The MLA 8th Edition has made a dramatic change in how to approach citations. Now that we are in the era of digital publication, MLA updated their citation style to depend less on a strict structure based on source type and more on core citation elements that can be applied in order to any type of source, whether it is a journal article or a YouTube video.
For each resource you want to cite, you can go down this list one by one and include the elements that apply to your source! The core elements are as follows:
Containers can be a confusing part of MLA 8. A container is the larger work that a source is a part of and sometimes a source can have multiple containers. A few examples of containers are an academic journal, a database, or a website (like YouTube). Some sources, like books, are their own containers so that element of the citation does not apply to them.
Read more at MLA's "What's New in the Eighth Edition"
Author. Title. Title of container (self contained if book), Other contributors (translators or editors), Version (edition), Number (vol. and/or no.), Publisher, Publication Date, Location (pages, paragraphs URL or DOI). 2nd container's title, Other contributors, Version, Number, Publisher, Publication date, Location, Date of Access (if applicable).
The following are a list of citation examples. Remember, these are examples of only a few sources you may encounter in your research.
Note: If a source has three or more authors, only the first author is listed followed by et. al.
Brewer, Paul R., et. al. "The Impact of Real News about 'Fake News': Intertextual Processes and Political Satire." International Journal of Public Opinion Research, vol. 25, no. 3, Autumn 2013, pp. 323-342. Business Source Ultimate, login.ruby.uhv.edu/login?url=http://search.ebscohost.com/login.aspx?direct=true&db=bsu&AN=121246717&site=eds-live.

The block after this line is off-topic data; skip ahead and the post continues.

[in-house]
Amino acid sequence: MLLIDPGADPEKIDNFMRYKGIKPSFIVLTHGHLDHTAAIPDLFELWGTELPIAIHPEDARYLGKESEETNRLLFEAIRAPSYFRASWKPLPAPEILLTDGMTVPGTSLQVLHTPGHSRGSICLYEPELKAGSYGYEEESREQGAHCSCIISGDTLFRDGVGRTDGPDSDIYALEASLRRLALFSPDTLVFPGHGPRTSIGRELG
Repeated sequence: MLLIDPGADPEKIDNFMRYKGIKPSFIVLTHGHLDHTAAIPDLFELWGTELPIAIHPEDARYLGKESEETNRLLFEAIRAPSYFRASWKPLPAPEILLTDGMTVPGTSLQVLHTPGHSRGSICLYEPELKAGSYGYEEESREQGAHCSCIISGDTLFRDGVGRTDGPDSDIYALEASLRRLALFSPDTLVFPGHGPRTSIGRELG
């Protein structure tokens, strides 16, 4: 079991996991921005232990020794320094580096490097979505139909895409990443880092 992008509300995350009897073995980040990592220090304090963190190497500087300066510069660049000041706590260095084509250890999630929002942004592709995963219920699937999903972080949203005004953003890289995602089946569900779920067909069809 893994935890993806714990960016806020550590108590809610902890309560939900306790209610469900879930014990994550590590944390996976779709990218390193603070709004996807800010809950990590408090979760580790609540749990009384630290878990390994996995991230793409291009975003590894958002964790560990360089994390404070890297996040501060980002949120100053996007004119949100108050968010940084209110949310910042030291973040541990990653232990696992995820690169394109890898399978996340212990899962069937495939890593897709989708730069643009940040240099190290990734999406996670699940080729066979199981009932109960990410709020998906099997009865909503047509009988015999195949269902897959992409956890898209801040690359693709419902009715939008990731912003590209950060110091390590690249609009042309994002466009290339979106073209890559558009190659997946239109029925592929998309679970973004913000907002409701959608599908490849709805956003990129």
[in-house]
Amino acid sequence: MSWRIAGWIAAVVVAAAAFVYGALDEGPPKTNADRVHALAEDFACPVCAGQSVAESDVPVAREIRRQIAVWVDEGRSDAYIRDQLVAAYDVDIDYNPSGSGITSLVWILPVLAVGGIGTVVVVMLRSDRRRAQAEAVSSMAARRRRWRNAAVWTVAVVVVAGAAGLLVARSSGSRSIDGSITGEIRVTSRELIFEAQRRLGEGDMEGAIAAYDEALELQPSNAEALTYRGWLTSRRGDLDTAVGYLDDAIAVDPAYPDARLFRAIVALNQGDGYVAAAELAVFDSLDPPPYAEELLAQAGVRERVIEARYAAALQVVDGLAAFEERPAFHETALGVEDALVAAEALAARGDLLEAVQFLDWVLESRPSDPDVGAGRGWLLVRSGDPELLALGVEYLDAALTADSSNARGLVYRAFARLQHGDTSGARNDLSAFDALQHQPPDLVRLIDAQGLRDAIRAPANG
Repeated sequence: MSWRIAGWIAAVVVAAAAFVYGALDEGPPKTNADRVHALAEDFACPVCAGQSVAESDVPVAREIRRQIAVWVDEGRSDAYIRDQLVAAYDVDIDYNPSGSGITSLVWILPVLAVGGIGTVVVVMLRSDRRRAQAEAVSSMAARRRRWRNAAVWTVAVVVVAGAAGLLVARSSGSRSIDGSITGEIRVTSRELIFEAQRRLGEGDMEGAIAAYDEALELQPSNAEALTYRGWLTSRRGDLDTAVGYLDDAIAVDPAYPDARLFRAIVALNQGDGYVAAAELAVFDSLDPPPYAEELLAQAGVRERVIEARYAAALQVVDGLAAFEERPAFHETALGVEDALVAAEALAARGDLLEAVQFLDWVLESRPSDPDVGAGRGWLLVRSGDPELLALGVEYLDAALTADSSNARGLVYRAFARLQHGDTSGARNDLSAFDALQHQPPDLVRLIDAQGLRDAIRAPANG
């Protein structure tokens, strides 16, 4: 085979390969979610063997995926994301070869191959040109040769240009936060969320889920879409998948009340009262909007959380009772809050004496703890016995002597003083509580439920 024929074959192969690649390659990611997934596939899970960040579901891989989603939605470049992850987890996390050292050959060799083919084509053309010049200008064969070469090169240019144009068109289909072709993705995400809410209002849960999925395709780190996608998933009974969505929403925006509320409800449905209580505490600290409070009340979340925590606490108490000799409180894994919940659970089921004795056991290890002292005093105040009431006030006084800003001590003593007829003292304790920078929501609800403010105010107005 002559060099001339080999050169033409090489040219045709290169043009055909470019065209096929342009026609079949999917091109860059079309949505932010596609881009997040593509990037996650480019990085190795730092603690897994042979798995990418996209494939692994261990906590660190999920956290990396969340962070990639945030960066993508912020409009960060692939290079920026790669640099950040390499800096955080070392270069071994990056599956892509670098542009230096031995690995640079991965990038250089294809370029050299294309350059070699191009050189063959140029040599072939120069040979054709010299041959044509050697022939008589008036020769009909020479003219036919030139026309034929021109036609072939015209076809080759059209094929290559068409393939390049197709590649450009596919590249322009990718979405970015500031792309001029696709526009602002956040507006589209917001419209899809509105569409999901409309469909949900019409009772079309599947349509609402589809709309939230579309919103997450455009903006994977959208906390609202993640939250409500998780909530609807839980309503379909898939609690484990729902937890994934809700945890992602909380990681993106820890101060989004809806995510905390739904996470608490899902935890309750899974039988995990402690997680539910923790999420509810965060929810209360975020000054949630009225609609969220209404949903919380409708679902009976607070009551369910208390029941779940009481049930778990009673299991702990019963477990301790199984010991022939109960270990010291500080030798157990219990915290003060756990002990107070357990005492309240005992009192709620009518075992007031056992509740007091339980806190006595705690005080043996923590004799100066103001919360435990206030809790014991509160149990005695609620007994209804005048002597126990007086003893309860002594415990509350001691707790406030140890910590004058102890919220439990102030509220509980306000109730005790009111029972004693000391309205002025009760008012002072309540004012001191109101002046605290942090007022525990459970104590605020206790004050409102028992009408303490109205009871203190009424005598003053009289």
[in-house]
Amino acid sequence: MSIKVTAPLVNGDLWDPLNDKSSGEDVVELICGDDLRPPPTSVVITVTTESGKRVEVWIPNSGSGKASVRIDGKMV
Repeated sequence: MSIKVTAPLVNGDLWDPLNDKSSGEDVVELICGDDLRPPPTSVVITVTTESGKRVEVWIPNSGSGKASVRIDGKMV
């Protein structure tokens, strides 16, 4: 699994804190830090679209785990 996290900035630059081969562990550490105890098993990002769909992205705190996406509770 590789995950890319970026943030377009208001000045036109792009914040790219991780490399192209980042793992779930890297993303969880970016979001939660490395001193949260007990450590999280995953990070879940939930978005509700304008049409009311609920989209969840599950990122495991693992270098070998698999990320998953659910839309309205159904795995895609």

Note: For books, the city of publication is no longer given.
Drezner, Daniel W. Theories of International Politics and Zombies. Princeton University Press, 2011.
Piette, Adam and Mark Rawlinson. The Edinburgh Companion to Twentieth-Century British and American War Literature. Edinburgh University Press, 2012. EBSCOhost, login.ruby.uhv.edu/login?url=http://search.ebscohost.com/login.aspx?direct=true&db=nlebk&AN=459486&site=eds-live, 12 June 2017.
Note: If the author's name is the same as the uploader, only cite the author once.
"Your Future is Here." YouTube, uploaded by University of Houston-Victoria, 1 May 2013, www.youtube.com/watch?v=MImSHqW2YI0.
Note: Common terms like editor and edited by are no longer abbreviated in MLA 8.
Smiley, Pamela. "Gender-lined Miscommunication in 'Hills like White Elephants." Ernest Hemingway: Seven Decades of Criticism, edited by Linda Wagner-Martin, Michigan State University Press, 1998, pp. 81-94.
"John (Ernst) Steinbeck." Contemporary Authors Online, Gale, 2004, go.galegroup.com/ps/i.do?p=CA&sw=w&u=txshracd2626&v=2.1&id=GALE%7CH1000094705&it=
r&asid=a5a9ccc71091cf6da86d195535b07a6b, 7 June 2017.
Note: For online objects, the URL is normally given. If the object has a DOI, it is encouraged to include it in the citation. Citing the date of access is now optional.
Raine, Lee and Janna Anderson. "The Internet of Things Connectivity Binge: What are the Implications?" Pew Research Center, 6 June 2017, www.pewinternet.org/2017/06/06/the-internet-of-things-connectivity-binge-what-are-the-implications/, 7 June 2017.